Association of Sustained Blood Pressure Control with Multimorbidity Progression Among Older Adults.
BACKGROUND/OBJECTIVES: Due to the high costs and excess mortality associated with multimorbidity, there is a need to develop approaches for delaying its progression. High blood pressure (BP) is a common chronic condition and a risk factor for many additional chronic conditions, making it an ideal target for intervention. The purpose of this analysis was to determine the association between the level of sustained BP control and the progression of multimorbidity. DESIGN: Retrospective cohort study. SETTING: Antihypertensive and Lipid-Lowering Treatment to Prevent Heart Attack Trial (ALLHAT) linked to Medicare claims. PARTICIPANTS: A total of 6,591 ALLHAT participants with Medicare who had systolic BP (SBP) measurements at eight or more study visits. MEASUREMENTS: SBP control was categorized as lower than 140 mm Hg at less than 50%, 50% to less than 75%, 75% to less than 100%, and 100% of visits. Multimorbidity progression was defined by the number of incident chronic conditions, including arthritis, asthma, atrial fibrillation, cancer, chronic kidney disease, chronic obstructive pulmonary disease, coronary heart disease, dementia, depression, diabetes mellitus, heart failure, hyperlipidemia, osteoporosis, and stroke. Recurrent event survival analysis was used to calculate rate ratios (RRs) for the association of sustained SBP control with progression of multimorbidity. RESULTS: Rates of incident conditions per 10 person-years (95% CIs) were 5.2 (5.1-5.4), 4.7 (4.5-4.8), 4.4 (4.2-4.5), and 4.0 (3.8-4.2) for participants with SBP control at less than 50%, 50% to less than 75%, 75% to less than 100%, and 100% of visits, respectively, over a median follow-up of 9.0 years. Compared with participants with SBP control at less than 50% of visits, adjusted RRs (95% CIs) for multimorbidity progression were 0.90 (0.86-0.95), 0.85 (0.81-0.89), and 0.77 (0.72-0.82) for those with SBP control at 50% to less than 75%, 75% to less than 100%, and 100% of visits, respectively. CONCLUSIONS: Sustaining BP control may be an effective approach to slow multimorbidity progression and may reduce the population burden of multimorbidity.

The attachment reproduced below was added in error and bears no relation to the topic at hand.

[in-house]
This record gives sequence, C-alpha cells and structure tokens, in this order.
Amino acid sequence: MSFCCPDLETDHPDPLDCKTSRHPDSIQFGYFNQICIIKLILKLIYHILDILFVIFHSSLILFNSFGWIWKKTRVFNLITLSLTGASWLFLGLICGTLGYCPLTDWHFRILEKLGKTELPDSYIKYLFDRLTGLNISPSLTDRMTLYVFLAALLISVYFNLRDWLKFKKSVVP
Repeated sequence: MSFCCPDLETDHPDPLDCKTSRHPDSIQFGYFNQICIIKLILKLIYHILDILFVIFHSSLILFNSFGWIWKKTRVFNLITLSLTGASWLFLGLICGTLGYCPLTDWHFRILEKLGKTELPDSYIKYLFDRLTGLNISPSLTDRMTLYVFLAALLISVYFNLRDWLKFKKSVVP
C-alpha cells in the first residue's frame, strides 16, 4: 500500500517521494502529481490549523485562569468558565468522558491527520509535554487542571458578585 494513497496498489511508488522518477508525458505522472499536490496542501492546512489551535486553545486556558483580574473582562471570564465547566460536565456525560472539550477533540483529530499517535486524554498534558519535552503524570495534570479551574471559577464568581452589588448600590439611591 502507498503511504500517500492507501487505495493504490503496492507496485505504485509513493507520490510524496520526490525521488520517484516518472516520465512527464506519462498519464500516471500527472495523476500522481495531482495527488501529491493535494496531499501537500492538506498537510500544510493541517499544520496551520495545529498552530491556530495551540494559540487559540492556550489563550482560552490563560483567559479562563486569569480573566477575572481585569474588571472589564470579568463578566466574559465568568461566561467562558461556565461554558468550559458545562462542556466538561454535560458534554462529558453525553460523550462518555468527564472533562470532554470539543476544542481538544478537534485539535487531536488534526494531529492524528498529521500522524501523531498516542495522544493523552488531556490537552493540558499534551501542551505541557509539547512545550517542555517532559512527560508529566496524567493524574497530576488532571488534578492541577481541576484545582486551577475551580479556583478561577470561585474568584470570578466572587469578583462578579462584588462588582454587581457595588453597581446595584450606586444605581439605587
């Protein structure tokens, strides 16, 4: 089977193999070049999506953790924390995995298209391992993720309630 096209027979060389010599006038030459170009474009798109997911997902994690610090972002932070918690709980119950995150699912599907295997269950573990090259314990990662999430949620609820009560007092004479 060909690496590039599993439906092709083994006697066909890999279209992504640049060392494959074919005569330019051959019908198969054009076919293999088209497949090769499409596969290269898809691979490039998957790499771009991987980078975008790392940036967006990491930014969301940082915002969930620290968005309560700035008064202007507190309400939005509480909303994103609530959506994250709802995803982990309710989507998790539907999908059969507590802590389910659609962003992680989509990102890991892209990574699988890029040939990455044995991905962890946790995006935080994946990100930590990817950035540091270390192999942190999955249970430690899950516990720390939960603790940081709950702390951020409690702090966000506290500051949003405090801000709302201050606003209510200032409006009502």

Bowling, CB; Sloane, R; Pieper, C; Luciano, A; Davis, BR; Simpson, LM; Einhorn, PT; Oparil, S; Muntner, P
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